2. Encourage those living with heart failure to accept support in all forms. Though asking for support may be difficult for some, particularly those who are used to being the care partners, it can make a big difference in managing heart failure. That’s why, as a care partner, it’s important to be there — both emotionally and physically. For women living with heart failure, accepting help goes hand in hand with learning to care for themselves and it doesn’t have to be as daunting as they may think.

“One thing that has helped me is open, two-way communication with my children,” Lupe shared. “At first, I didn’t want my children to worry about me but I’ve learned that keeping them up to date on my progress, appointments, exercise and any new medications allows them to make sure I’m staying on track and makes it easier for them to ask questions or help me whenever I may need it. Though it’s been a transition, I’ve learned to lean on them just as they’ve leaned on me throughout their lives.”

Similarly to Lupe’s children, it’s important for care partners to check in on the women in their lives and offer to help them with tasks — both big and small. These tasks can be mutually beneficial, such as joining them on a walk, going grocery shopping together or simply holding a venting session.

Lupe embraces this new chapter of her life.
Lupe embraces this new chapter of her life.

Boehringer Ingelheim and Lilly

3. Women can continue living their lives and plan for the future with heart failure. Though a heart failure diagnosis will create many changes in a woman’s life, it’s important that those around her remind her that this isn’t the end of their story; rather, it’s the beginning of a new, unexpected chapter of life.

For Lupe, this new chapter means appreciating the little things and making adjustments in her life. However, she is careful to do so in a way that keeps her true to herself and her Latina culture. “In my family, food is love. I’ve had to adjust my diet but I’m learning to do so in a way that still makes food feel like home, and my care team is with me every step of the way, trying new foods and recipes together.” Though the future might look different for others, here’s a reminder that, with the right people, the future can still be what you make of it.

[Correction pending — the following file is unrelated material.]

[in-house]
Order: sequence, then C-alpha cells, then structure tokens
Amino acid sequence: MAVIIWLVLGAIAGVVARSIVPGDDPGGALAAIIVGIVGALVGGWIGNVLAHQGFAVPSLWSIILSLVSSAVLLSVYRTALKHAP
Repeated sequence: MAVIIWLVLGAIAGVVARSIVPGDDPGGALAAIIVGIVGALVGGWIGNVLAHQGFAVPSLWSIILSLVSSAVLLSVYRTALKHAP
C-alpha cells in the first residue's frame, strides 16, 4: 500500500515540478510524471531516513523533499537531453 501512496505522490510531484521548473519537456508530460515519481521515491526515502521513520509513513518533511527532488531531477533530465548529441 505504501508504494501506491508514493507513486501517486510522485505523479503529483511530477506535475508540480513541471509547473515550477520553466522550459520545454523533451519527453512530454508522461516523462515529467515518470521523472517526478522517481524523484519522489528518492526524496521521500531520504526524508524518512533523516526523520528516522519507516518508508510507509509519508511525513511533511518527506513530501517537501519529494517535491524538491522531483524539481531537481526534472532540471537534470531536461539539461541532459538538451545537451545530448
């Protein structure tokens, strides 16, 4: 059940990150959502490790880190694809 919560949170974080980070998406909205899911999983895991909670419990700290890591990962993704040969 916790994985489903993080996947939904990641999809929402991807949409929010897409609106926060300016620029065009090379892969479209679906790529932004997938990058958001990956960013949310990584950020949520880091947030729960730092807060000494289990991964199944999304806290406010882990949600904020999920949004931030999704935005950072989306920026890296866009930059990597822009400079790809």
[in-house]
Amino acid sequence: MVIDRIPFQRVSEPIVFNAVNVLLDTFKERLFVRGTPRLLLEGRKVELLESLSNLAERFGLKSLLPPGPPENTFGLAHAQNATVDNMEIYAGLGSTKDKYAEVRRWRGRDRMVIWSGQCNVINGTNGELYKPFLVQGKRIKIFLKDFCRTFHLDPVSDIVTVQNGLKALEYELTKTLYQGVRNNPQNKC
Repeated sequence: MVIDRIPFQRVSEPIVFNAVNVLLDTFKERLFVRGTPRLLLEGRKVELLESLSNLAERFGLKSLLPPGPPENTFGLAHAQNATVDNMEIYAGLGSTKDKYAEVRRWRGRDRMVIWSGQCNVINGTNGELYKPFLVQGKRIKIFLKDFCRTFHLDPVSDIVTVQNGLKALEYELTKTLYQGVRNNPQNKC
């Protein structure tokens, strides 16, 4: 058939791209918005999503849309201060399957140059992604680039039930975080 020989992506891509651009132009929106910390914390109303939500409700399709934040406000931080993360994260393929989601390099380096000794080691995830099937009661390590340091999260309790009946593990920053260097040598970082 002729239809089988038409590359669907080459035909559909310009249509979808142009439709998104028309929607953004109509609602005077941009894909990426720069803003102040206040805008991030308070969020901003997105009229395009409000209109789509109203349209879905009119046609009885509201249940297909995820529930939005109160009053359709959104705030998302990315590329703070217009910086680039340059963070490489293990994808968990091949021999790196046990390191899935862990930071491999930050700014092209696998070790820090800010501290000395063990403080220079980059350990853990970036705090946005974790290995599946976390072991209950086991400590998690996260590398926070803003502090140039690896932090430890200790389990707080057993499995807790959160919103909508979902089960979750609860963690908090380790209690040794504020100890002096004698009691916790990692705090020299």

“In my family, food is love. I’ve had to adjust my diet but I’m learning to do so in a way that still makes food feel like home, and my care team is with me every step of the way, trying new foods and recipes together.”

In a successful care partnership, it’s key for those involved to openly discuss the impact that heart failure may have on them, while reminding one another that they will get through this together. Neither person has to face the changes and challenges alone and can help each other overcome barriers and celebrate wins.

To learn more about what it means to be a care partner and to download helpful resources, visit HFHearYourHeart.com.

This article was paid for by Boehringer Ingelheim and Lilly and created by HuffPost’s Branded Creative Team. HuffPost editorial staff did not participate in the creation of this content.